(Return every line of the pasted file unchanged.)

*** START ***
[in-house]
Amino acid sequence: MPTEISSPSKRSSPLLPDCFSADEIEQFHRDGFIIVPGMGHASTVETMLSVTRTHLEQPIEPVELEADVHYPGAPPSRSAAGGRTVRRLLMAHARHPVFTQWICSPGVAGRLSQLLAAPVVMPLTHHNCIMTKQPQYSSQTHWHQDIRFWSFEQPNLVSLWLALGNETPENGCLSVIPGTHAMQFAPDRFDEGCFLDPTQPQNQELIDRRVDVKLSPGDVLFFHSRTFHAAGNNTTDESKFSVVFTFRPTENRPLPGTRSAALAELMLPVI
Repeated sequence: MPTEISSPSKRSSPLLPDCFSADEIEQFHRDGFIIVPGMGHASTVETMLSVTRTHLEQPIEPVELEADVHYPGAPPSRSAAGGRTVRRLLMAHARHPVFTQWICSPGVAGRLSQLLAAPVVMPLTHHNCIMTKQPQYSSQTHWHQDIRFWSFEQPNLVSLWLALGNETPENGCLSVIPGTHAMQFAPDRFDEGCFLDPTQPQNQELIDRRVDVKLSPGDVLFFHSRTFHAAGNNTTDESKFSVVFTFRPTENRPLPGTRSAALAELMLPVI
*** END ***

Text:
[in-house]
Amino acid sequence: MPTEISSPSKRSSPLLPDCFSADEIEQFHRDGFIIVPGMGHASTVETMLSVTRTHLEQPIEPVELEADVHYPGAPPSRSAAGGRTVRRLLMAHARHPVFTQWICSPGVAGRLSQLLAAPVVMPLTHHNCIMTKQPQYSSQTHWHQDIRFWSFEQPNLVSLWLALGNETPENGCLSVIPGTHAMQFAPDRFDEGCFLDPTQPQNQELIDRRVDVKLSPGDVLFFHSRTFHAAGNNTTDESKFSVVFTFRPTENRPLPGTRSAALAELMLPVI
Repeated sequence: MPTEISSPSKRSSPLLPDCFSADEIEQFHRDGFIIVPGMGHASTVETMLSVTRTHLEQPIEPVELEADVHYPGAPPSRSAAGGRTVRRLLMAHARHPVFTQWICSPGVAGRLSQLLAAPVVMPLTHHNCIMTKQPQYSSQTHWHQDIRFWSFEQPNLVSLWLALGNETPENGCLSVIPGTHAMQFAPDRFDEGCFLDPTQPQNQELIDRRVDVKLSPGDVLFFHSRTFHAAGNNTTDESKFSVVFTFRPTENRPLPGTRSAALAELMLPVI